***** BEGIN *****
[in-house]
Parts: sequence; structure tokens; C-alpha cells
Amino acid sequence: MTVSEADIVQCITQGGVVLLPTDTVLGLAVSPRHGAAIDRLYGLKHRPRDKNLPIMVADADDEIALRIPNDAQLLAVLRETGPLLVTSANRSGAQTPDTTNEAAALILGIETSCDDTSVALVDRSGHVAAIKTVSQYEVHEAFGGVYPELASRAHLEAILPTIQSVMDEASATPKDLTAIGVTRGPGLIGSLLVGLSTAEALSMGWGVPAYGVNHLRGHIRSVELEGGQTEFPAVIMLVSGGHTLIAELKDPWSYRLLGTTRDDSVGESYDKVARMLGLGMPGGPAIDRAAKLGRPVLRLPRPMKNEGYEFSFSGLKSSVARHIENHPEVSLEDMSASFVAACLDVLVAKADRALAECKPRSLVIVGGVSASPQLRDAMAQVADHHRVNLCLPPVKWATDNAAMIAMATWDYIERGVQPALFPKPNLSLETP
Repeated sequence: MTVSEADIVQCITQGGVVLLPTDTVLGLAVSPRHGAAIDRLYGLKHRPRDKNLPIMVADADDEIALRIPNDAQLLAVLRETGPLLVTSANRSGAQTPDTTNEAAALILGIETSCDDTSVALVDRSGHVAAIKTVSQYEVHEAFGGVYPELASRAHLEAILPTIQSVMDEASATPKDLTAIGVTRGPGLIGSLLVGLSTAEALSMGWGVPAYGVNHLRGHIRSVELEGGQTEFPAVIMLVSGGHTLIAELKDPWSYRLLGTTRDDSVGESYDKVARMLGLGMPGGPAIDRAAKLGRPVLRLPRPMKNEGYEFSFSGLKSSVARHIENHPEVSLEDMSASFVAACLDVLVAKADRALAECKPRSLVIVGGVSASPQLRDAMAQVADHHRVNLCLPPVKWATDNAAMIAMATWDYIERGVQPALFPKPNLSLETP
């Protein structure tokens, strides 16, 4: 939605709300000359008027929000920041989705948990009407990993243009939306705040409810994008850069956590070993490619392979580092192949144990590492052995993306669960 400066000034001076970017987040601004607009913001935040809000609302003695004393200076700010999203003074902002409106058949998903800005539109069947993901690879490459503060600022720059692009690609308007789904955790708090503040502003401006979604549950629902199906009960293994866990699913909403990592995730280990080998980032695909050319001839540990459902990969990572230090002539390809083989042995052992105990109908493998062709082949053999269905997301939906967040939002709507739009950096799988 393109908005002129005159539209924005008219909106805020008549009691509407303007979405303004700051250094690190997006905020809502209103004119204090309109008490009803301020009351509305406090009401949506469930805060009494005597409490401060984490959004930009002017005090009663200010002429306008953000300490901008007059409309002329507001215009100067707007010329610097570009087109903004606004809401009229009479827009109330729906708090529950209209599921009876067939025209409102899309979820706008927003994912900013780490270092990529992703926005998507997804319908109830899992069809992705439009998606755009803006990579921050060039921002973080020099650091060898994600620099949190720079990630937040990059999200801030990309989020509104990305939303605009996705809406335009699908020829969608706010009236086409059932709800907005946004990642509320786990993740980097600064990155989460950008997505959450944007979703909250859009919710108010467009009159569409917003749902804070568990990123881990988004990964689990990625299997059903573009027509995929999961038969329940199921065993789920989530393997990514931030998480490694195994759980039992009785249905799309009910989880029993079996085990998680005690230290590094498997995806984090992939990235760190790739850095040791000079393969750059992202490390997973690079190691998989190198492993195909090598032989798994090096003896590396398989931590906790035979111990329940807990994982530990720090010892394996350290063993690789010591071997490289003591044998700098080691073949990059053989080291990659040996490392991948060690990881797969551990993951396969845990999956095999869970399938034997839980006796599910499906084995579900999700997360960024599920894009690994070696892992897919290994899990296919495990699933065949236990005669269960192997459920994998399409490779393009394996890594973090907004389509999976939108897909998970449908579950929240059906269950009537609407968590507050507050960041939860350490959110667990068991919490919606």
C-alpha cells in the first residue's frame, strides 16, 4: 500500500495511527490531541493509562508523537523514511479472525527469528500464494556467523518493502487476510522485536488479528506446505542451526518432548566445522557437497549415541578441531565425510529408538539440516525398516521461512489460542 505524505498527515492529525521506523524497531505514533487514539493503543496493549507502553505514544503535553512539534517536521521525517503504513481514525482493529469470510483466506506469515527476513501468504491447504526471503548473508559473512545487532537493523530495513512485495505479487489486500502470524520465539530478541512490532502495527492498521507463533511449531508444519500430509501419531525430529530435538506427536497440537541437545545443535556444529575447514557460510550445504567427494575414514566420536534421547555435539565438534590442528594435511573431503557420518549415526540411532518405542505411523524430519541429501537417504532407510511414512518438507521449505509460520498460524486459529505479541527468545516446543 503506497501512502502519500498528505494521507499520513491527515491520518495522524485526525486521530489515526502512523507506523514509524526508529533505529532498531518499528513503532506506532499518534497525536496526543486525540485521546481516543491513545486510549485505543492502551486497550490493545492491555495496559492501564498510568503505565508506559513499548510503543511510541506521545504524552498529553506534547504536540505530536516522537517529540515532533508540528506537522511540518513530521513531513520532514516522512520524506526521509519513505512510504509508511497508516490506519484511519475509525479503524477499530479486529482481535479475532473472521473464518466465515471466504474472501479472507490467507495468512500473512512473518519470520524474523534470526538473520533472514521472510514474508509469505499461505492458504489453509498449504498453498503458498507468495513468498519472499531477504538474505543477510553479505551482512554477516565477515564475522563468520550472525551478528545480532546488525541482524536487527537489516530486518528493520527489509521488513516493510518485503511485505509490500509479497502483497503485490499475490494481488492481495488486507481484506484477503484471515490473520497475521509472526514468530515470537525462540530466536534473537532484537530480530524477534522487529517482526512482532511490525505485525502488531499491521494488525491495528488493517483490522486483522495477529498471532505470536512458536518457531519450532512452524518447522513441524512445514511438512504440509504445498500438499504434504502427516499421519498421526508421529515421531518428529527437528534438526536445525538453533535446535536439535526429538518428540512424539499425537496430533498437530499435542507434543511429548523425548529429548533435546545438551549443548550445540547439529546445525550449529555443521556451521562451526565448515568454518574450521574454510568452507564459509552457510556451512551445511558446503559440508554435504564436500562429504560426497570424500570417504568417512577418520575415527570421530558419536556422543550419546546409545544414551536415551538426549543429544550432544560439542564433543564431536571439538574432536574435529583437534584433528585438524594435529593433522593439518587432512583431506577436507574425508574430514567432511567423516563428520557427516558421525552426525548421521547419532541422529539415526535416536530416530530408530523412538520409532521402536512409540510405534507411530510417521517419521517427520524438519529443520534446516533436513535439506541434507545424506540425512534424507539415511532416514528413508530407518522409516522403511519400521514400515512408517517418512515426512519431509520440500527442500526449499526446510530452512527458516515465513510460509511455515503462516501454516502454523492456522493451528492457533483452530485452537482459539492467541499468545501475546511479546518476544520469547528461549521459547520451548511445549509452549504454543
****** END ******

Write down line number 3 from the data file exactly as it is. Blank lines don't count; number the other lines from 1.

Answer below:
Amino acid sequence: MTVSEADIVQCITQGGVVLLPTDTVLGLAVSPRHGAAIDRLYGLKHRPRDKNLPIMVADADDEIALRIPNDAQLLAVLRETGPLLVTSANRSGAQTPDTTNEAAALILGIETSCDDTSVALVDRSGHVAAIKTVSQYEVHEAFGGVYPELASRAHLEAILPTIQSVMDEASATPKDLTAIGVTRGPGLIGSLLVGLSTAEALSMGWGVPAYGVNHLRGHIRSVELEGGQTEFPAVIMLVSGGHTLIAELKDPWSYRLLGTTRDDSVGESYDKVARMLGLGMPGGPAIDRAAKLGRPVLRLPRPMKNEGYEFSFSGLKSSVARHIENHPEVSLEDMSASFVAACLDVLVAKADRALAECKPRSLVIVGGVSASPQLRDAMAQVADHHRVNLCLPPVKWATDNAAMIAMATWDYIERGVQPALFPKPNLSLETP